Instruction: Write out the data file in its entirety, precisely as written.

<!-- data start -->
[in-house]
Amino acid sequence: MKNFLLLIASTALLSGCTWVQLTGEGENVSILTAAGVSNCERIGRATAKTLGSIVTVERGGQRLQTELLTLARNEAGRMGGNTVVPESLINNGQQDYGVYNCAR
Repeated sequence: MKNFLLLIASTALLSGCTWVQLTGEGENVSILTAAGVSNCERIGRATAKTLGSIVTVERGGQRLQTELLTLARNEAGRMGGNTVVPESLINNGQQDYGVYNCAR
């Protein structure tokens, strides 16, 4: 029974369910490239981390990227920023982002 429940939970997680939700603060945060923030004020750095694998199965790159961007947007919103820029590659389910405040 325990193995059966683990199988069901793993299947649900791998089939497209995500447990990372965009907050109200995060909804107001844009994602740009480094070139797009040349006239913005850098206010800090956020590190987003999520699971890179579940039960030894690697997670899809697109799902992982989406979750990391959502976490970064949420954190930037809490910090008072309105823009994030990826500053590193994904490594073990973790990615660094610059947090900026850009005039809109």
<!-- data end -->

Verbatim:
[in-house]
Amino acid sequence: MKNFLLLIASTALLSGCTWVQLTGEGENVSILTAAGVSNCERIGRATAKTLGSIVTVERGGQRLQTELLTLARNEAGRMGGNTVVPESLINNGQQDYGVYNCAR
Repeated sequence: MKNFLLLIASTALLSGCTWVQLTGEGENVSILTAAGVSNCERIGRATAKTLGSIVTVERGGQRLQTELLTLARNEAGRMGGNTVVPESLINNGQQDYGVYNCAR
């Protein structure tokens, strides 16, 4: 029974369910490239981390990227920023982002 429940939970997680939700603060945060923030004020750095694998199965790159961007947007919103820029590659389910405040 325990193995059966683990199988069901793993299947649900791998089939497209995500447990990372965009907050109200995060909804107001844009994602740009480094070139797009040349006239913005850098206010800090956020590190987003999520699971890179579940039960030894690697997670899809697109799902992982989406979750990391959502976490970064949420954190930037809490910090008072309105823009994030990826500053590193994904490594073990973790990615660094610059947090900026850009005039809109």